By the start of World War II, arms production was two-thirds of Daimler-Benz’s revenues.  Furthermore, the company also employed forced labourers, hired from the Nazi Regime and by 1944, half of the Daimler-Benz workforce was forced, labourers.

Upon learning this, I felt sick to my stomach.  How could such an esteemed brand have such a sordid history?  Knowing that the arms factories were prime targets for the Allied bombers was little consolation. Especially when you think of all the forced prisoners that would have been killed as well.

My German friends were more pragmatic about it. If the management of Daimler-Benz hadn’t have cooperated they would have been put out of business by the Nazi Regime. Many (if not all of the top management and their families) would have been seen as enemies of the Nazi Regime. This would have resulted in them becoming at best prisoners. Or at worst tortured and killed along with their families.

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early car

To Daimler-Benz’s credit, they did admit to their involvement with the Nazi Regime. The company apologized to the forced labourers and offered them financial aid. Daimler-Benz also went on to become a champion of human rights. 

My visit to the Mercedes-Benz Museum made me consider how businesses and business decisions were related to the Nazi Regime. I still feel repulsed by their history, but appreciate any museum that makes me think. A month after our visit to the Mercedes-Benz Museum, I am still thinking about it.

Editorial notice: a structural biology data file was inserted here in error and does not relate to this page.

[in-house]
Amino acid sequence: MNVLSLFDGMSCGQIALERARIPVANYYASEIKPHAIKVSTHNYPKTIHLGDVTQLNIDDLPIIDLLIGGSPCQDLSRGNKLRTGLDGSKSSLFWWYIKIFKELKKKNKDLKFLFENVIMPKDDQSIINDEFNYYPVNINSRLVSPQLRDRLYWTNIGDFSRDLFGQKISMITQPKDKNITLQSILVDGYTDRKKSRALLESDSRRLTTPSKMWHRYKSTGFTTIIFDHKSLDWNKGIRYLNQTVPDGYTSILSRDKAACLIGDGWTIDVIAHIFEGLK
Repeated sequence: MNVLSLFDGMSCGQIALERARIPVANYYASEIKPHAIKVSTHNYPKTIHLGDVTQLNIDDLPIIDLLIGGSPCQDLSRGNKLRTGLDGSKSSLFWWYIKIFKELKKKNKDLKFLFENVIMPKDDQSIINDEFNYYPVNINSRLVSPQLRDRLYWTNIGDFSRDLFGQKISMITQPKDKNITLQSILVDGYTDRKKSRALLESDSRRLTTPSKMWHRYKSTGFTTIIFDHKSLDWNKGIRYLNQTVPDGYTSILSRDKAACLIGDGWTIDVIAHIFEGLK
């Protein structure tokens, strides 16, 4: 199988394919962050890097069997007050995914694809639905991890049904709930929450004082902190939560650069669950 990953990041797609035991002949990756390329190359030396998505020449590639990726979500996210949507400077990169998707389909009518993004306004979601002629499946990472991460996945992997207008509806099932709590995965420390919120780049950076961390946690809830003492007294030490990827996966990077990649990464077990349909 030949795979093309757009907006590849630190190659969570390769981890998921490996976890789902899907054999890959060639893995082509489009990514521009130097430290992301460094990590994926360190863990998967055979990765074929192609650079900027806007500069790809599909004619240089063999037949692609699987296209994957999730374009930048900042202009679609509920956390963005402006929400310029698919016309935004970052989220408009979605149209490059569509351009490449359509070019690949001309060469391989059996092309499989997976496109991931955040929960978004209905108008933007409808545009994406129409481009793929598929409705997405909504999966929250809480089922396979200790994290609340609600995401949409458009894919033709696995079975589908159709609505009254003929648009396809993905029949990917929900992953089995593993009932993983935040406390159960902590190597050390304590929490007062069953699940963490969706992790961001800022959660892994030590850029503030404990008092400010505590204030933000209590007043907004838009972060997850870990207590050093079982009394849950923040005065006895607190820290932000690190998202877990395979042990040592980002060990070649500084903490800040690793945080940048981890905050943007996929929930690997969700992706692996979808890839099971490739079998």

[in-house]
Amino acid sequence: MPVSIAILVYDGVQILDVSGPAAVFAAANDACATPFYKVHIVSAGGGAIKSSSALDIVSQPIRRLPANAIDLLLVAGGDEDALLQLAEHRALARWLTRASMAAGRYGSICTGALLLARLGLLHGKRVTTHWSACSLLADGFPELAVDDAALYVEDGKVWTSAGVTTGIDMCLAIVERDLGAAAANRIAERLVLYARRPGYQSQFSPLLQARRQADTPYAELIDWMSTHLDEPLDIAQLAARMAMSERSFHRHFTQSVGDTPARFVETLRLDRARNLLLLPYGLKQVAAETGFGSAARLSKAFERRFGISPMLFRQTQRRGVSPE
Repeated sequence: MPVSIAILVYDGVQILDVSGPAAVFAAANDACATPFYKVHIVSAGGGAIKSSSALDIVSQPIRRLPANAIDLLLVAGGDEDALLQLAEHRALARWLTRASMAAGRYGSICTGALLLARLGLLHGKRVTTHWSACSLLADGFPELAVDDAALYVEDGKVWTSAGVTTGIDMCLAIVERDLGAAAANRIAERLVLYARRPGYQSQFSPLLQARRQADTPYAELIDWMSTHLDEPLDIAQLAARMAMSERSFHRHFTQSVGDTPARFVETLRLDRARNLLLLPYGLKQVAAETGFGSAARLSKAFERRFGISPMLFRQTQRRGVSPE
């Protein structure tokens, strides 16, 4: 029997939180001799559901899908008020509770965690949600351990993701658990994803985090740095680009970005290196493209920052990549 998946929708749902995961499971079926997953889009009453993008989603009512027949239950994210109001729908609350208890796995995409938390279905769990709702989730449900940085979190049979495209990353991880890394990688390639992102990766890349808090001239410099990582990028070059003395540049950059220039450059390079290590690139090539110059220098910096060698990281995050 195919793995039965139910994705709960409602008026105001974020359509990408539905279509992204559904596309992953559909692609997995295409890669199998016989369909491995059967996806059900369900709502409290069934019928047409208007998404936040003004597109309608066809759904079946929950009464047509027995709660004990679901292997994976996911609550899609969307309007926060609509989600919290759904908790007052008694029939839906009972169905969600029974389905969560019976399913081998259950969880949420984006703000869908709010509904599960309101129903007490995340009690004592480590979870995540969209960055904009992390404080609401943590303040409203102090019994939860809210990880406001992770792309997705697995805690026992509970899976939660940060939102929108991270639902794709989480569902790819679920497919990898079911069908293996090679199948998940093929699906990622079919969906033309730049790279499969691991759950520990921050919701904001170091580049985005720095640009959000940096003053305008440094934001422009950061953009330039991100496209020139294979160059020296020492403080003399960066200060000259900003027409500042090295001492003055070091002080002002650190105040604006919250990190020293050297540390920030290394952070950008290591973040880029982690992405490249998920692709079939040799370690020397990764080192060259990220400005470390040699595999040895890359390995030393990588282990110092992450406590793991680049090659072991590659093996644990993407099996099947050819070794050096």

Related Reading: A Visit to the World’s Largest Pig Museum in Stuttgart.

The popemobile, used for Pope John Paul IIs visit to Germany. Built in 1980 with bullet proof glazing, that would still let the public see the Pope.
The Popemobile, used for Pope John Paul II’s visit to Germany. Built-in 1980 with bulletproof glazing, that would still let the public see the Pope.

Visitor Info for the Mercedes-Benz Museum

Entrance Price to the Museum

  • Tickets are €10.00 and you can purchase them at the Mercedes-Benz Museum or Online. Click here to book your ticket online.
  • Look out for a special discount at the Mercedes-Benz Museum Shop when you present your online ticket.

Opening Hours 

  • The Museum’s opening hours are from Tuesday – Sunday from 9 am – 6 pm. 
  • To find out about opening hours on German Holidays it is best to contact the Museum before planning a visit.

How to Reach the Mercedes-Benz Museum

  • You can contact them via email: classic@daimler.co.za
  • You can also call them on +49 711-17 30 000

I really enjoyed learning about the history of the first automobiles and liked the customizable headset as well as the sleek, modern building and amenities. A visit to the Mercedes-Benz Museum is not a bad way to spend a rainy afternoon. I openly admit I’m not that interested in cars. But then I didn’t think I was overly interested in pigs either, but thoroughly enjoyed the World’s Largest Pig Museum, also in Stuttgart.

The Mercedes-Benz Museum is worth a visit when you’re visiting Stuttgart.